Mental Health 


We are all familiar with experiencing varying degrees of physical health and physical illness. Similarly, we all experience patterns of mental health and mental illness. Mental health or ill-health can vary greatly. All forms of mental ill-health are more pronounced versions of feelings and behaviours that everyone experiences in mild forms. Mental ill-health affects thoughts, feelings and behaviours in a way that can significantly affect relationships, capacity to work and quality of life.

Mental ill-health is often defined by its intensity, its development and its endurance. Medically, definitions are applied to different types of mental-health problems to help assess treatment plans (see website links for more information). However, what the individual experiences can be more important than labels.

Moving out of mental distress

It is possible to recover from mental ill-health and most people who continue to experience symptoms of mental ill-health can lead productive and fulfilling lives. Recognizing the signs of mental distress and seeking appropriate support and intervention is important.

In general, early intervention can prevent distress from getting worse. It may be useful to talk to your therapist who can then recommend the best way forward for you. Medication can sometimes be used effectively to help manage some of the distressing symptoms associated with mental ill-health. Talking treatments, ie, counseling, can contribute to managing mental health issues by providing an opportunity to explore and express feelings, understand problems and think about how best to manage or change thoughts and behaviors. This can lead to significant improvements in mental health.

To help improve your mental well-being, especially if you have a mental health diagnosis, it is important to consider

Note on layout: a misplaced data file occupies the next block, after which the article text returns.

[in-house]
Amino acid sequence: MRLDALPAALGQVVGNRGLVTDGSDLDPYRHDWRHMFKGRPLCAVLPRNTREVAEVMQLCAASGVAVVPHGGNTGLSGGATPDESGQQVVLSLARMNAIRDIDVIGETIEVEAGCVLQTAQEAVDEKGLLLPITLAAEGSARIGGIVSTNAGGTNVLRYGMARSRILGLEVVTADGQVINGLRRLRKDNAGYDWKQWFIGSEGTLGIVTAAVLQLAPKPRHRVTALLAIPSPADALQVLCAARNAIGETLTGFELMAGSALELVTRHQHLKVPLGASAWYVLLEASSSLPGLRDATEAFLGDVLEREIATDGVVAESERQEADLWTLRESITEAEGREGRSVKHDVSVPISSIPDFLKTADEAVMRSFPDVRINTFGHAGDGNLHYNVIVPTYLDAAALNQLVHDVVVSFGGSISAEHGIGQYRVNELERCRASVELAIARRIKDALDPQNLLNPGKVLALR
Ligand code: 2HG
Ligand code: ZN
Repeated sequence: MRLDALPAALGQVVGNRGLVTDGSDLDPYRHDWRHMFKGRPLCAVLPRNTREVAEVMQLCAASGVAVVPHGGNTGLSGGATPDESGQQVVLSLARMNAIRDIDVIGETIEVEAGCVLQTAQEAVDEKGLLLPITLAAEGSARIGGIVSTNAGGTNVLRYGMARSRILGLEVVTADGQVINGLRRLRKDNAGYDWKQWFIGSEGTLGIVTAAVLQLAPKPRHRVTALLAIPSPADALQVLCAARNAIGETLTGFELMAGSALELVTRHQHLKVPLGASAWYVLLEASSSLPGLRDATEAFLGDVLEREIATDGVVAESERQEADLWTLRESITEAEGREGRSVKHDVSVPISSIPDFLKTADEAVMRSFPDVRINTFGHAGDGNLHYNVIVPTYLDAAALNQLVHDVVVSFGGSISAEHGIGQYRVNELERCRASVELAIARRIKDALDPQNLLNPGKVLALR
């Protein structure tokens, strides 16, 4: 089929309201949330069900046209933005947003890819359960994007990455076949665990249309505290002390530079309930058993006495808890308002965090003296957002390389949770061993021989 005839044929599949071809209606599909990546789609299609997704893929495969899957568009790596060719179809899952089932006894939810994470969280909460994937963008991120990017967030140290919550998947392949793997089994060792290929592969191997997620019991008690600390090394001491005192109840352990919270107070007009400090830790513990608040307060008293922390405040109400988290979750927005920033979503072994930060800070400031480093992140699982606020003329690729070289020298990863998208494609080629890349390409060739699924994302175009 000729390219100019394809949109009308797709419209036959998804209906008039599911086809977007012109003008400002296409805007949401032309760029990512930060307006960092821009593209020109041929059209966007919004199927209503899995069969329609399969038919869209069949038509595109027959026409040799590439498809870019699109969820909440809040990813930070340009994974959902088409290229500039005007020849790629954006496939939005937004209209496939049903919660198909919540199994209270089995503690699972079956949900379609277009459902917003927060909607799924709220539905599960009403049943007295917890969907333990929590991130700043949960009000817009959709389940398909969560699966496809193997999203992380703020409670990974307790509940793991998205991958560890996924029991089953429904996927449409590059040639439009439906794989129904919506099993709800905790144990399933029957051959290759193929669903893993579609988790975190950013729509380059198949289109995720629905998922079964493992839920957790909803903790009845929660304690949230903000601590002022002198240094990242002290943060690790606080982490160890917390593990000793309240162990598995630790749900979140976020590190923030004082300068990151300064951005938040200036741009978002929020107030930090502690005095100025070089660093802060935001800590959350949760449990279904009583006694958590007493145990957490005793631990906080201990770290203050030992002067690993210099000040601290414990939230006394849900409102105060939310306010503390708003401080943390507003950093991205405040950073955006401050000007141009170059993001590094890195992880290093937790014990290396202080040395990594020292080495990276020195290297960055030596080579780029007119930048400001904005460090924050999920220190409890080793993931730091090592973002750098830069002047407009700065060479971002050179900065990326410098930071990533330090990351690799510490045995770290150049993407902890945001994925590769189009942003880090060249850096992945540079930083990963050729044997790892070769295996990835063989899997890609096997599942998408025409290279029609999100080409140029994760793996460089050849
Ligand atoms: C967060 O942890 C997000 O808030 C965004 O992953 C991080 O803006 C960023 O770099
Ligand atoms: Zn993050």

• Physical activity – keep active regularly to boost your wellbeing
  • Relaxation – make time to relax, try yoga, meditation, breathing exercises to keep calm, centred and grounded
  • Expressing feelings – allow yourself to cry, rage, write out feelings to help recover from hurtful experiences and release tension
  • Setting goals – set yourself targets that are achievable and reward yourself
  • Talking – seek out an ally who you can talk with openly and regularly
  • Seek support – if things seem to be going wrong, be assertive in acting to sort something out rather than ignoring the issue

Getting Support


Psychiatric intervention is available via referral from your therapist or medical doctor. In a mental health emergency, crisis intervention teams are available where Approved Social Workers or Counselors can attend to discuss the situation on site. There are also walk-in centers at local hospitals for emergency admissions. A LPC or other clinical practitioner can recommend a hospital admission as a helpful respite. Living in a therapeutic community for a time can provide a supportive environment which can be beneficial.


For more information:

Call the Georgia Crisis & Access Line (GCAL) 1-800-715-4225
Georgia offers a statewide toll-free call center for consumers to access services.  The call center operates 24/7 and has the capacity to screen and assess callers for intensity of service response.

Deaf Mental Health Access Line
Individuals in need of services should contact the Georgia Crisis and Access Line (GCAL) at 1-800-715-4225 or to obtain access to care.


24 Hour Crisis Lines:

1.  Suicide Hotline 1-800-273-8255
2.  Georgia Crisis Line 1-800-715-4225
3.  Teens in crisis  1-877-968-5463
4.  Crisis Hotlines or E-mails for every part of the world:

Befrienders Worldwide:


‘It gets brighter’ – information and videos on dealing with mental health difficulties: free online course on literature and mental health Daily tracker of lifestyle